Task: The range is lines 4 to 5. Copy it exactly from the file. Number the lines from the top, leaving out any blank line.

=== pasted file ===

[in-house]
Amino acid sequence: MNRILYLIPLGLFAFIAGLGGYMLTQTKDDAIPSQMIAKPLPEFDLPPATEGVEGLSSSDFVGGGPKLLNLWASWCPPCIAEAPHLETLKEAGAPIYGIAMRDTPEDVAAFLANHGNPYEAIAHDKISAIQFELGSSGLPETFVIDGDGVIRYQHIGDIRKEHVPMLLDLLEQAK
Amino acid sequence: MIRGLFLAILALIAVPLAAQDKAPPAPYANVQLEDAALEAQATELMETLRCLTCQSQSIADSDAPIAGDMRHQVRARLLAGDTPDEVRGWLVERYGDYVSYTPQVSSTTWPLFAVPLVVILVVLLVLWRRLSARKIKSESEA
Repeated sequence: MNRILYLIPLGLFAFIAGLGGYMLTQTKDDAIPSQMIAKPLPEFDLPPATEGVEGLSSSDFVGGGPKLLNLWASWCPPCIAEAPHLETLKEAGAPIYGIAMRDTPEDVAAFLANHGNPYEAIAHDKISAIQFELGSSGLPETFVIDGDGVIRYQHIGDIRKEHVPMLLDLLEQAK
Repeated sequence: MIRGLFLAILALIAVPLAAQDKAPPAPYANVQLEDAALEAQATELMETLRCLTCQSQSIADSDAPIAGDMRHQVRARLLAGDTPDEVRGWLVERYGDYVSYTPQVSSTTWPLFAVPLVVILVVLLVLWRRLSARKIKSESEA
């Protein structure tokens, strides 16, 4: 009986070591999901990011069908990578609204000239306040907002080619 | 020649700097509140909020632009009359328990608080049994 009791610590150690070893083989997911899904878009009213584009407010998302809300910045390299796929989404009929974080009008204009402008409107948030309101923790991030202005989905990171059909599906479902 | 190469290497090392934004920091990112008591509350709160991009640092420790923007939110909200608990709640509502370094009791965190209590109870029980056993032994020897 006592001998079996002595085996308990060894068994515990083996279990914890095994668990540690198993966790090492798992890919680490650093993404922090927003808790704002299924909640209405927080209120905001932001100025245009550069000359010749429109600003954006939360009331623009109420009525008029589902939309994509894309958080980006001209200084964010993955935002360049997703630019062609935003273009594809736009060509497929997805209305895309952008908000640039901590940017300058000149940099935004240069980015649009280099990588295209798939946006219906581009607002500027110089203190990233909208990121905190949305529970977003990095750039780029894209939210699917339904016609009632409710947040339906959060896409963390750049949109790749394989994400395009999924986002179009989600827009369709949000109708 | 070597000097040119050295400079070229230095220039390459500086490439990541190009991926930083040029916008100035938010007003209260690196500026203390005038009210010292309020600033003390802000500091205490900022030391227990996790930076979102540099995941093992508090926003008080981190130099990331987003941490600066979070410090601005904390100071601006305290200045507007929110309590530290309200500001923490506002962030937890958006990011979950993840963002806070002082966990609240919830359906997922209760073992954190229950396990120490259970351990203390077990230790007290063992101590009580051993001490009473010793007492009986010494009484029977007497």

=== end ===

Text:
Repeated sequence: MNRILYLIPLGLFAFIAGLGGYMLTQTKDDAIPSQMIAKPLPEFDLPPATEGVEGLSSSDFVGGGPKLLNLWASWCPPCIAEAPHLETLKEAGAPIYGIAMRDTPEDVAAFLANHGNPYEAIAHDKISAIQFELGSSGLPETFVIDGDGVIRYQHIGDIRKEHVPMLLDLLEQAK
Repeated sequence: MIRGLFLAILALIAVPLAAQDKAPPAPYANVQLEDAALEAQATELMETLRCLTCQSQSIADSDAPIAGDMRHQVRARLLAGDTPDEVRGWLVERYGDYVSYTPQVSSTTWPLFAVPLVVILVVLLVLWRRLSARKIKSESEA